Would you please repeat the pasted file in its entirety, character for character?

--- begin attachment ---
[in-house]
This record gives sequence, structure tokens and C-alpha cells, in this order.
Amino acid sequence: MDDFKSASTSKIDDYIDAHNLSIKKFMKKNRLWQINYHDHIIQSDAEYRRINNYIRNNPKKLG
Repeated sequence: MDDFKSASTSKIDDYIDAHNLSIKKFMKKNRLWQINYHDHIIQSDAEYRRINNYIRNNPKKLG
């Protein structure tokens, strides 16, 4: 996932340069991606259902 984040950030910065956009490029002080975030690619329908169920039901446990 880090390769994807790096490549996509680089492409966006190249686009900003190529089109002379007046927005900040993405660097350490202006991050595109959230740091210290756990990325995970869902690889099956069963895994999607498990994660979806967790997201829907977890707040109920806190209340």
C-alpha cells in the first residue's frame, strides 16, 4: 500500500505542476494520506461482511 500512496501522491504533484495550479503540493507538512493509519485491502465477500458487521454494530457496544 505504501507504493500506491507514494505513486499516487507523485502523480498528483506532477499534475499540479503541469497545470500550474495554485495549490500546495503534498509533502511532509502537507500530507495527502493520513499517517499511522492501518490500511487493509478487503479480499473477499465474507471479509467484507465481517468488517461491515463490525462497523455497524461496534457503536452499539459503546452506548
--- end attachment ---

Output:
[in-house]
This record gives sequence, structure tokens and C-alpha cells, in this order.
Amino acid sequence: MDDFKSASTSKIDDYIDAHNLSIKKFMKKNRLWQINYHDHIIQSDAEYRRINNYIRNNPKKLG
Repeated sequence: MDDFKSASTSKIDDYIDAHNLSIKKFMKKNRLWQINYHDHIIQSDAEYRRINNYIRNNPKKLG
């Protein structure tokens, strides 16, 4: 996932340069991606259902 984040950030910065956009490029002080975030690619329908169920039901446990 880090390769994807790096490549996509680089492409966006190249686009900003190529089109002379007046927005900040993405660097350490202006991050595109959230740091210290756990990325995970869902690889099956069963895994999607498990994660979806967790997201829907977890707040109920806190209340």
C-alpha cells in the first residue's frame, strides 16, 4: 500500500505542476494520506461482511 500512496501522491504533484495550479503540493507538512493509519485491502465477500458487521454494530457496544 505504501507504493500506491507514494505513486499516487507523485502523480498528483506532477499534475499540479503541469497545470500550474495554485495549490500546495503534498509533502511532509502537507500530507495527502493520513499517517499511522492501518490500511487493509478487503479480499473477499465474507471479509467484507465481517468488517461491515463490525462497523455497524461496534457503536452499539459503546452506548